Boozman's first Senate bill continues commitment to troops
May 11 2011
WASHINGTON – U.S. Senator John Boozman continues his commitment to American troops with the his first piece of legislation introduced in the Senate, The Veterans’ Traumatic Brain Injury Rehabilitative Services’ Improvements Act of 2011.
Traumatic brain injury (TBI) treatment at the Department of Veterans Affairs narrowly focuses care on physical restoration because of ambiguities in current law. This bicameral, bipartisan legislation clarifies the definition of rehabilitation so veterans will receive care that adequately addresses their physical and mental health needs, as well as quality of life and prospects for long-term recovery and success.
“We have an obligation to the men and women who serve and sacrifice on behalf of our grateful nation. Providing the best services to our troops who have sustained a traumatic brain injury is part of our commitment to ensure our military personnel get the care they deserve,” Boozman, a member of the U.S. Senate Veterans’ Affairs Committee said.
Because of advances in medicine, service members who would not have been expected to survive catastrophic attacks in previous conflicts are returning home today from combat in Iraq and Afghanistan with unprecedented severe and complex injuries. Since 2001, over 1,500 service members have suffered from a severe TBI, many of whom require rehabilitative programs ranging from total care for the most basic needs to semi-independent living support. A restrictive approach to rehabilitation puts these wounded warriors at risk of losing any progress they made towards recovery.
Sen. Mark Begich (AK) is an original cosponsor of the Senate legislation. Companion legislation was introduced in the House of Representatives by Rep. Tim Walz (MN-01) and Rep. Gus Bilirakis (FL-09).
“The sacrifices made by America’s wounded warriors should never go overlooked,” said Sen. Begich. "Treating traumatic brain injury requires a comprehensive approach that goes further than physical restoration. This legislation takes the critical and overdue step of empowering the VA to fully care for our wounded warriors and the invisible scars of war. Let’s get this bill passed and serve our veterans with the same respect they served our country."
“Our wounded warriors deserve the best care and support we can give them,” said Rep. Tim Walz, who is a 24 year veteran of the Army National Guard. “When a veteran suffering from TBI comes to the VA for treatment, they need to be presented with a comprehensive approach to rehabilitation that will allow them to recover function, achieve independence and fully integrate back into their communities. This bill ensures we provide comprehensive care instead of just physical rehabilitation, which is what is presently available to our injured veterans.”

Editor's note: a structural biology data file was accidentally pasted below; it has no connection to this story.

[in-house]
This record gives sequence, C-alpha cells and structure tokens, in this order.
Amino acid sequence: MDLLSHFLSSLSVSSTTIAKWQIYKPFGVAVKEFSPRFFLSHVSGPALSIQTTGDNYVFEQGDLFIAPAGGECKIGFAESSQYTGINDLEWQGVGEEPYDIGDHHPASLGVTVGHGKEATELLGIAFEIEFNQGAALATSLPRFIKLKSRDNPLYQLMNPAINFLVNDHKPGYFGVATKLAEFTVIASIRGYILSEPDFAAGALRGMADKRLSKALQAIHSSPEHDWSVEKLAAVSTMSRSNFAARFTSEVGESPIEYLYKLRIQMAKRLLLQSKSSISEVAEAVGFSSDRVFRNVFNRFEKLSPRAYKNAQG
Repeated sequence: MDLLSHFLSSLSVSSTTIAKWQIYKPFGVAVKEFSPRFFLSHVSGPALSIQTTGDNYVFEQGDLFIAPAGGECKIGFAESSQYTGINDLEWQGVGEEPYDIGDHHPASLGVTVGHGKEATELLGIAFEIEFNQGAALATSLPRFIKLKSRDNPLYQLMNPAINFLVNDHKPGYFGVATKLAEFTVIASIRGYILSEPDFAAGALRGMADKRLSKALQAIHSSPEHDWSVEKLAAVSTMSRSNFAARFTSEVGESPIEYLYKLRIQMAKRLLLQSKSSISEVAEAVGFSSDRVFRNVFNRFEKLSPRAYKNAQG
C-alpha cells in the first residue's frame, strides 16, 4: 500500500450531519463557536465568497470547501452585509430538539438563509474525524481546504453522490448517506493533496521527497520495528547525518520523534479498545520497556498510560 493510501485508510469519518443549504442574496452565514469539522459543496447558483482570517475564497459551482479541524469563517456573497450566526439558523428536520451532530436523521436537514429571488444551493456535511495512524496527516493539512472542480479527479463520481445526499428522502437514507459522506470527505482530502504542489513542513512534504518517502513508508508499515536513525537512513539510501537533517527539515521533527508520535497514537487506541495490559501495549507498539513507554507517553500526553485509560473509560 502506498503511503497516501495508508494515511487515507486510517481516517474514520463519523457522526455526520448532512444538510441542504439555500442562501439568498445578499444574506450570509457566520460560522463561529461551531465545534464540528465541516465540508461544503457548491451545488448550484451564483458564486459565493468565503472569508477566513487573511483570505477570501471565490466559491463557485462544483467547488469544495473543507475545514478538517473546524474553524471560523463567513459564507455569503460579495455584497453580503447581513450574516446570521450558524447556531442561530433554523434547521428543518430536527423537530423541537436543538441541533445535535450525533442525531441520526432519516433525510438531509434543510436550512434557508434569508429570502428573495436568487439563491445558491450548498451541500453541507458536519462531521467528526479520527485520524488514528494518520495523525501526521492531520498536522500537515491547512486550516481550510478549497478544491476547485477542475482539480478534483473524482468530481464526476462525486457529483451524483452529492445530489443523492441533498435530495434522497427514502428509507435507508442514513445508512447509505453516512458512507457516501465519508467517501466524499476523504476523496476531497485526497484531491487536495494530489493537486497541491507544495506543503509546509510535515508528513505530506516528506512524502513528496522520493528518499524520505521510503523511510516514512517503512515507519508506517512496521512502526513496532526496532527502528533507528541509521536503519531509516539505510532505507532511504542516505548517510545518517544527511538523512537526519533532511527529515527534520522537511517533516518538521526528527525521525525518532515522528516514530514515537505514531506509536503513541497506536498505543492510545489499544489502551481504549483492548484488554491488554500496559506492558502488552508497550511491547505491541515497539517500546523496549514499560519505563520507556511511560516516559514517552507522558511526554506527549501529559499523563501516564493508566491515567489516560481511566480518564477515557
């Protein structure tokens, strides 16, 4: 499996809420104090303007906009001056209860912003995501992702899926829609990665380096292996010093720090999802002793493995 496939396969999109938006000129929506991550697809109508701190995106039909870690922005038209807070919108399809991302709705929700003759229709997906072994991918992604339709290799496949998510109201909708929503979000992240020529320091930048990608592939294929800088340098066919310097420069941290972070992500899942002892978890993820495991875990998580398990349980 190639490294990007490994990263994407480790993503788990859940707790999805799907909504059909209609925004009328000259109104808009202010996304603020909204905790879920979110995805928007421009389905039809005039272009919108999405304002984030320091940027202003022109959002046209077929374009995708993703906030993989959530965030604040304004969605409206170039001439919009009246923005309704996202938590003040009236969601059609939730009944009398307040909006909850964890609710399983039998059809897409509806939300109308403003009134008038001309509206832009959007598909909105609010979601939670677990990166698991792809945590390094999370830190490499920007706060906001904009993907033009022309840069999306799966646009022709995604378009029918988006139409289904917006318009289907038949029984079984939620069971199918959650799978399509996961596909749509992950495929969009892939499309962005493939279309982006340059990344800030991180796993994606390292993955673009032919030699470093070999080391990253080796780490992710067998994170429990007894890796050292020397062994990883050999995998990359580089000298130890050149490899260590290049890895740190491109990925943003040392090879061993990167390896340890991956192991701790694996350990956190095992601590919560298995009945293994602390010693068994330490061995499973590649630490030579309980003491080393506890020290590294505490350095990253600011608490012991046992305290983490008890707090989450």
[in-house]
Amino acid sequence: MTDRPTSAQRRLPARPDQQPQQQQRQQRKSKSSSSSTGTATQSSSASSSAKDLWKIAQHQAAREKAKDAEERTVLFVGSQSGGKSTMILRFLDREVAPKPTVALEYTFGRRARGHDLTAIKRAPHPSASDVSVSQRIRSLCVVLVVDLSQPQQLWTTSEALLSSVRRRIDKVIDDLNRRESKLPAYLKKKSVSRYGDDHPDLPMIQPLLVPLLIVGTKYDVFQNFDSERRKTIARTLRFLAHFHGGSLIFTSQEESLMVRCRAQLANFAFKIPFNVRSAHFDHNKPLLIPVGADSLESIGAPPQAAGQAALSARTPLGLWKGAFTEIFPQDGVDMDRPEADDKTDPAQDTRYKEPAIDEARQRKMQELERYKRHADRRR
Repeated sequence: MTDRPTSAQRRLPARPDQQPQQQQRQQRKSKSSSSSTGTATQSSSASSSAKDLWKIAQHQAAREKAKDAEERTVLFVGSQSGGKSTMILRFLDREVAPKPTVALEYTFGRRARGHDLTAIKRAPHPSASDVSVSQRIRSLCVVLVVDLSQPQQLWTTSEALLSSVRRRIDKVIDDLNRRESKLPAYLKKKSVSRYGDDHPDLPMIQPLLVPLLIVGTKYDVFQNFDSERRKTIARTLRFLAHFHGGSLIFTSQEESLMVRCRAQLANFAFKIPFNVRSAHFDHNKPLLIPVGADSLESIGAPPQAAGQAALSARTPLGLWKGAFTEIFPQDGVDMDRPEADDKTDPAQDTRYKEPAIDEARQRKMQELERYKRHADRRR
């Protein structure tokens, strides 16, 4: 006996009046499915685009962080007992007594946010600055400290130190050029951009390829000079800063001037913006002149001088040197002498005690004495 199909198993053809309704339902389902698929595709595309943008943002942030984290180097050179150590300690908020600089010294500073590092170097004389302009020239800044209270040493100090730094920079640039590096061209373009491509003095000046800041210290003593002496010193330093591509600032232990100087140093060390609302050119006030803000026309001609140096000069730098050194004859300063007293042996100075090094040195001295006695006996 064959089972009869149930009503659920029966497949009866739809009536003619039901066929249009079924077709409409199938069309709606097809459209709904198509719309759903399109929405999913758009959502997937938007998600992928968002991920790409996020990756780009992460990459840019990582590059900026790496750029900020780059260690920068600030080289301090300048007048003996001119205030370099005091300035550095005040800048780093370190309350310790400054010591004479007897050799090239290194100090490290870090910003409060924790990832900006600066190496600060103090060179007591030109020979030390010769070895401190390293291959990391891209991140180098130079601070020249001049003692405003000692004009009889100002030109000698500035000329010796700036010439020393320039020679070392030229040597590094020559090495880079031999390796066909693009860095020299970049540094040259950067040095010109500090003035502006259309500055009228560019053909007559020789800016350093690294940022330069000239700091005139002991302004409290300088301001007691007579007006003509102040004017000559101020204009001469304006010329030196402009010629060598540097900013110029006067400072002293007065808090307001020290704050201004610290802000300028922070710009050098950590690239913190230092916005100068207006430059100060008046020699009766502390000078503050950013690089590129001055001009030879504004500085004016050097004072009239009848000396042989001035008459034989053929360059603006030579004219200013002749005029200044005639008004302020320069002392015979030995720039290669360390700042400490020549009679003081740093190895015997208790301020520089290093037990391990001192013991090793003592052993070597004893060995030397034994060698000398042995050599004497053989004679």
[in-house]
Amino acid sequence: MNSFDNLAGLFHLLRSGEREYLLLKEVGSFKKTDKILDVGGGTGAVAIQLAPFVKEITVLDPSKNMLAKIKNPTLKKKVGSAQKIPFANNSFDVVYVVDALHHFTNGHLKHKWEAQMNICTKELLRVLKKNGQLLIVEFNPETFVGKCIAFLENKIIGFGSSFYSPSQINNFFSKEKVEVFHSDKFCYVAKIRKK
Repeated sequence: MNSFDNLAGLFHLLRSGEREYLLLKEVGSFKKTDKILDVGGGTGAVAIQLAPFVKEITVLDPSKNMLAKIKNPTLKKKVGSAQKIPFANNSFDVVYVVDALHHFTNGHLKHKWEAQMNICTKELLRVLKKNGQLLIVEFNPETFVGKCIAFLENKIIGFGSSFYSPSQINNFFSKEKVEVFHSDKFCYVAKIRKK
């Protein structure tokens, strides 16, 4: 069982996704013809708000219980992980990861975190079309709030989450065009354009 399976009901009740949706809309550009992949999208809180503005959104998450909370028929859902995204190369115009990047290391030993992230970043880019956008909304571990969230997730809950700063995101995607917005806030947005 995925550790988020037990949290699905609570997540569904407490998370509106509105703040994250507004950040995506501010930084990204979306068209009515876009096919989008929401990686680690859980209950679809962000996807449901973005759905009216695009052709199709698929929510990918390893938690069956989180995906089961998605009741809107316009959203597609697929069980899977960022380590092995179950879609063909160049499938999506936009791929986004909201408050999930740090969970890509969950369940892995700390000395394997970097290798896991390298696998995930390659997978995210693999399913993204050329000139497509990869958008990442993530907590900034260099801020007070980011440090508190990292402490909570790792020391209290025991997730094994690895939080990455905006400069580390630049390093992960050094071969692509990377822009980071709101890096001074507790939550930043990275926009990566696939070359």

“Our wounded warriors have made tremendous sacrifices in order to keep this country safe, and it is our responsibility to help them wherever we have the ability to do so,” said Rep. Gus Bilirakis, Vice Chairman of the Committee on Veterans’ Affairs. “With nearly 2 million veterans calling Florida home, I often hear about the need for legislation to ensure they receive the care they deserve. Providing our veterans and service members with the proper care is the least we can do to repay them for their service," Steve Nardizzi, Wounded Warrior Project Executive Director said.
Currently, this legislation is endorsed by the Wounded Warrior Project and the Blinded Veterans Association.
"These complex injuries often require long-term rehabilitative care. The legislation would help ensure that needed rehabilitation is not prematurely cut off, and that these veterans can get the supports they need – whether those are health-services or non-medical assistance -- to achieve maximum independence and quality of life.”The Veterans’ Traumatic Brain Injury Rehabilitative Services Improvements Act of 2011 would ensure wounded warriors suffering from TBI receive a more comprehensive and holistic rehabilitation plan that focuses on physical restoration, mental health, independence, and quality of life. It would also help veterans in maintaining the gains they have made during initial phases of treatment by requiring the Department of Veterans’ Affairs to develop rehabilitation plans that stress improved physical, cognitive and vocational functioning in the long term.